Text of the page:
The USC Trojans will hold a scrimmage in the Coliseum on Wednesday night, giving USC coach Steve Sarkisian a chance to see where his team currently is at this point of fall camp.
“It’s an opportunity to see how far we’ve come in a week-and-a-half time,” Sarkisian said. “It won’t be a full-game atmosphere but it will be a chance to play live football and tackle, a chance to work on special situations and substitutions, a chance to get all of our special teams some work. We’ve worked on so many different phases of the game in camp, and now it’s time to try and pull them all together.”
There will be a lot of attention paid to the performance of the offense, particularly the pace of play. Sarkisian had said earlier in the week that he was looking for the offense to pick it up, that it needed to play faster, and he sounded pleased with the results he saw in Tuesday’s practice.
“I thought the tempo was much better today, and it’s something I’m going to point out tonight when we watch film,” Sarkisian said. “When we watch film we watch it from two different ways. One is the traditional sideline and end zone views, but we also have a running camera on the sideline, and it never stops. So when I watch film I can watch an entire period in real time. I can time our guys from snap of the ball, the end of the play, to when the ball is snapped again. It gives me a real good gauge of the tempo that we’re operating at.”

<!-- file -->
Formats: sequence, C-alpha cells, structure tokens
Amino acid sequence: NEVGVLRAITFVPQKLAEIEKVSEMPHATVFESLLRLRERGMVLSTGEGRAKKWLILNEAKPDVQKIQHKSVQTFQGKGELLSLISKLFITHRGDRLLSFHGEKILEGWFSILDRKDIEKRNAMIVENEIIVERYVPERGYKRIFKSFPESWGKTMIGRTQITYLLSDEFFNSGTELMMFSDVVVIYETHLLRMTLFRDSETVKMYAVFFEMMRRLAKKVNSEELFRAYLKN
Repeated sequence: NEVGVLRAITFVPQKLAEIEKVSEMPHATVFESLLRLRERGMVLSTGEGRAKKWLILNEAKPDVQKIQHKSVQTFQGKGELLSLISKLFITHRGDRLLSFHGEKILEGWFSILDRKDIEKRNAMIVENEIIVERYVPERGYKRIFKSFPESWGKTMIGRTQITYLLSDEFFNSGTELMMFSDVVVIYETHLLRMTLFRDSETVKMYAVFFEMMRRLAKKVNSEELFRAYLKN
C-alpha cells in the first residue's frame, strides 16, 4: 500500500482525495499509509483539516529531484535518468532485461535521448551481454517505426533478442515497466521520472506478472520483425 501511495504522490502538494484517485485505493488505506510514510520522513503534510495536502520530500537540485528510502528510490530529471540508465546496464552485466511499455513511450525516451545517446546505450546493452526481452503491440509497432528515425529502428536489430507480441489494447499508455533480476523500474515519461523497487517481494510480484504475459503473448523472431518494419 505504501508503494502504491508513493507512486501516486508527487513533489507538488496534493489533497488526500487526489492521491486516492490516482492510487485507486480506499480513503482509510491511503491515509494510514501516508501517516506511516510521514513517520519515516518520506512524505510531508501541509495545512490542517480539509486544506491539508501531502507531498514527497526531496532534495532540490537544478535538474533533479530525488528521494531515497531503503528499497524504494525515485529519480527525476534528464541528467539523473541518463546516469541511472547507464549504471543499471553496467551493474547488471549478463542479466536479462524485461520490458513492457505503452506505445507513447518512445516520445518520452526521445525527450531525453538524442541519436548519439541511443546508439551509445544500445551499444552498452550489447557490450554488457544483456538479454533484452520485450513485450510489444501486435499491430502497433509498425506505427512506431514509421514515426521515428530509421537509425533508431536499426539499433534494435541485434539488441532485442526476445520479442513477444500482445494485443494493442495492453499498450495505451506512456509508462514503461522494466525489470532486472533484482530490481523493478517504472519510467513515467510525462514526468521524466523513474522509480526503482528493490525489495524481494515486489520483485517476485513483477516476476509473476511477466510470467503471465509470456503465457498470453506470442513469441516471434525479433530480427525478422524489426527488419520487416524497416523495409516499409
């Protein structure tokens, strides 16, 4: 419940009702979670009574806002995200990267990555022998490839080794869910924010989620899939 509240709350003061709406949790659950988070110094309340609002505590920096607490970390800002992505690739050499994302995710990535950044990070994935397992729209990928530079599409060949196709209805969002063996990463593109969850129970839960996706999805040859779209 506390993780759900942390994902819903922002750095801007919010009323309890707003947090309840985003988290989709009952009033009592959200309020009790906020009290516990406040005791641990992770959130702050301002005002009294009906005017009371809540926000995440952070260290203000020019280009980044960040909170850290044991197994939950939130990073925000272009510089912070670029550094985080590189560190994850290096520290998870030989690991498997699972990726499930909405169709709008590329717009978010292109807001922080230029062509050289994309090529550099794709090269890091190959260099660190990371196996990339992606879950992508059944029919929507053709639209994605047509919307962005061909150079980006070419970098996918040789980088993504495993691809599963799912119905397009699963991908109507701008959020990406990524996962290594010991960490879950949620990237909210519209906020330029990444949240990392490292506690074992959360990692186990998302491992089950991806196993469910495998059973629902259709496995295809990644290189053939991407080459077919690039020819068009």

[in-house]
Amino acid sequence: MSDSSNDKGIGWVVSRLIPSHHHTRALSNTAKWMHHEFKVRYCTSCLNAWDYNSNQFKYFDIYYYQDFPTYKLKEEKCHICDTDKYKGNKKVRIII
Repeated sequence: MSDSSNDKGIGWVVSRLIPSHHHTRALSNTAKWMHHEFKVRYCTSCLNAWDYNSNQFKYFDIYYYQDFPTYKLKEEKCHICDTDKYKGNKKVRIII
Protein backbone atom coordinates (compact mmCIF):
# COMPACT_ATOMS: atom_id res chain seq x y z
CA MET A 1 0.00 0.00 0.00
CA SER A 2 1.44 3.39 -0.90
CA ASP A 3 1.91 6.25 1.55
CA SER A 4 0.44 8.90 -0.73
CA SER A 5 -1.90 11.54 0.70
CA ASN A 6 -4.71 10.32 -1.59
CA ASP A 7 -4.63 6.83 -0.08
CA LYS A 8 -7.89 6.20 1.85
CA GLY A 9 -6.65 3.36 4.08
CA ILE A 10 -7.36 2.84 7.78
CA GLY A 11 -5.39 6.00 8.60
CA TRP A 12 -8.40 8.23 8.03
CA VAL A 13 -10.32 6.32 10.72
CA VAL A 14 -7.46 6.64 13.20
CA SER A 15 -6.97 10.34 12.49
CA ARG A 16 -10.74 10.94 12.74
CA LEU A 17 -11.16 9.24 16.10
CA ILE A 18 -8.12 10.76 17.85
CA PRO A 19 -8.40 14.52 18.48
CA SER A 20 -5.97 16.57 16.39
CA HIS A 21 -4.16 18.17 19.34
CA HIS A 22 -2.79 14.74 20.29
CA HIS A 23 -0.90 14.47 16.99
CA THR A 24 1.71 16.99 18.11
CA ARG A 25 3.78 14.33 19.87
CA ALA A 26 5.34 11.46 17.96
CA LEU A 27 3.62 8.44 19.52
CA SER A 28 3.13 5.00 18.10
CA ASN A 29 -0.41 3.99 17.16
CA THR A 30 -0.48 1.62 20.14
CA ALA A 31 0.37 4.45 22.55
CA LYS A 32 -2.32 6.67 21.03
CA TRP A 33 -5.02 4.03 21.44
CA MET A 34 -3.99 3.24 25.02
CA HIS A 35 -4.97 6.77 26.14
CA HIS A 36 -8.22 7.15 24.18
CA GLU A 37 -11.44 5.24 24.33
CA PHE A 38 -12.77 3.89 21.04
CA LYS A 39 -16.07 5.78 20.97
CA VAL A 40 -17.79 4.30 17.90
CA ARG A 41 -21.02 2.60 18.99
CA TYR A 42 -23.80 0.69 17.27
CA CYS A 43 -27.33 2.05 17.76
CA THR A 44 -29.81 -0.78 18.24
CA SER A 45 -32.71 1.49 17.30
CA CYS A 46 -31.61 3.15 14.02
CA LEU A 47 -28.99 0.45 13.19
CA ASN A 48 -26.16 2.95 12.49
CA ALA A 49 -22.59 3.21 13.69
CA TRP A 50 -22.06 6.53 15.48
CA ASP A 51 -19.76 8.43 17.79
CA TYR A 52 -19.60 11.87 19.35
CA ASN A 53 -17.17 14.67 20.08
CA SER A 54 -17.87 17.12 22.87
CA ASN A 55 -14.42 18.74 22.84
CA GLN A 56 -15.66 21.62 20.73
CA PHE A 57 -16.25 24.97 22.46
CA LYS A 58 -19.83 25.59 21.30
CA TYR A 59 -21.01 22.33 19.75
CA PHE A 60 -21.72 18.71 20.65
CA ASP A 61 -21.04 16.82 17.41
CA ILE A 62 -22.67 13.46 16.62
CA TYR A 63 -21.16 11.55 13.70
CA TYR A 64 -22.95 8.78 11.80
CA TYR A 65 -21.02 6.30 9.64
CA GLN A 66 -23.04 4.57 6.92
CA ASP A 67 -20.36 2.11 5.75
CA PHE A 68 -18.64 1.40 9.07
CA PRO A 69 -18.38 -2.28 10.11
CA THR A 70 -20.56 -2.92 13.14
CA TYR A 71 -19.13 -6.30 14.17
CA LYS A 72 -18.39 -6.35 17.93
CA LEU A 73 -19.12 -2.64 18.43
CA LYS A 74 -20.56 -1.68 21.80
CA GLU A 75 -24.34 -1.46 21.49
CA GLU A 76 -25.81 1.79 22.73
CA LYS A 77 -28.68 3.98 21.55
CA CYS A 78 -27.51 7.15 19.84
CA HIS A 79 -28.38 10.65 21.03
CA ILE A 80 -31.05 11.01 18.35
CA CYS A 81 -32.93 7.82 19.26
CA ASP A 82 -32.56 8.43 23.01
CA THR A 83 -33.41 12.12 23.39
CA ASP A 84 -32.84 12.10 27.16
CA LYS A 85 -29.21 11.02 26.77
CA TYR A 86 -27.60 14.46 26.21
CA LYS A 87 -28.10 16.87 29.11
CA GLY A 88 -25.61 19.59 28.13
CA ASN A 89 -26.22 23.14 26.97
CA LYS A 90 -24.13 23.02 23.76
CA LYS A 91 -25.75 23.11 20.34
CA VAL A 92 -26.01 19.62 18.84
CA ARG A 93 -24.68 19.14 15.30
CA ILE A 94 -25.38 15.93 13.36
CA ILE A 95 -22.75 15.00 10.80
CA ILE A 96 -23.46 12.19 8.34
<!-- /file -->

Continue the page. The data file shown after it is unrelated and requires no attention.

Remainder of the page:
Sarkisian said the goal is to snap the ball anywhere from 10-15 seconds into the play clock, but that amount can vary based on substitutions, different personnel groupings, or putting a player in motion. The goal is to average more than 80 snaps per game, another number that can vary based upon the circumstances of the particular game.
“We’re at the point in camp where the installation is minimal, and we’re really focusing more on fundamentals and schemes,” Sarkisian said. “Naturally, the execution should improve in those areas as camp goes along so the scrimmage, while it won’t be a full game, it will have that game feel to it.
“What will be different is that we won’t have the time to fix any mistakes like we would in one of our teaching periods in a normal practice; we just won’t have that luxury because of the pace we operate at. We’ll just have to fix things on the sideline between series and move on. It will be a good chance for us to operate as a staff on our communication and ultimately get the right message to our players.”